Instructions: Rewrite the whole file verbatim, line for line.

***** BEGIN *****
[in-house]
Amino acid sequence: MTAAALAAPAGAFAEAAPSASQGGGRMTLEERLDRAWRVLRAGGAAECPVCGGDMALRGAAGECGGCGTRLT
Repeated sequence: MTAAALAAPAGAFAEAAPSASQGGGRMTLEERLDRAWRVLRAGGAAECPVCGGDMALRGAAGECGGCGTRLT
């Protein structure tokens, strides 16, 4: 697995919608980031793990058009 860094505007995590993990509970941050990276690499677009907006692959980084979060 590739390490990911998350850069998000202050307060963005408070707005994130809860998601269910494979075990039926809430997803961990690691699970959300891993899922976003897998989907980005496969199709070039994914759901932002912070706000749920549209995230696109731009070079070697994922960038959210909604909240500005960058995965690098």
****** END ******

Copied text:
[in-house]
Amino acid sequence: MTAAALAAPAGAFAEAAPSASQGGGRMTLEERLDRAWRVLRAGGAAECPVCGGDMALRGAAGECGGCGTRLT
Repeated sequence: MTAAALAAPAGAFAEAAPSASQGGGRMTLEERLDRAWRVLRAGGAAECPVCGGDMALRGAAGECGGCGTRLT
């Protein structure tokens, strides 16, 4: 697995919608980031793990058009 860094505007995590993990509970941050990276690499677009907006692959980084979060 590739390490990911998350850069998000202050307060963005408070707005994130809860998601269910494979075990039926809430997803961990690691699970959300891993899922976003897998989907980005496969199709070039994914759901932002912070706000749920549209995230696109731009070079070697994922960038959210909604909240500005960058995965690098």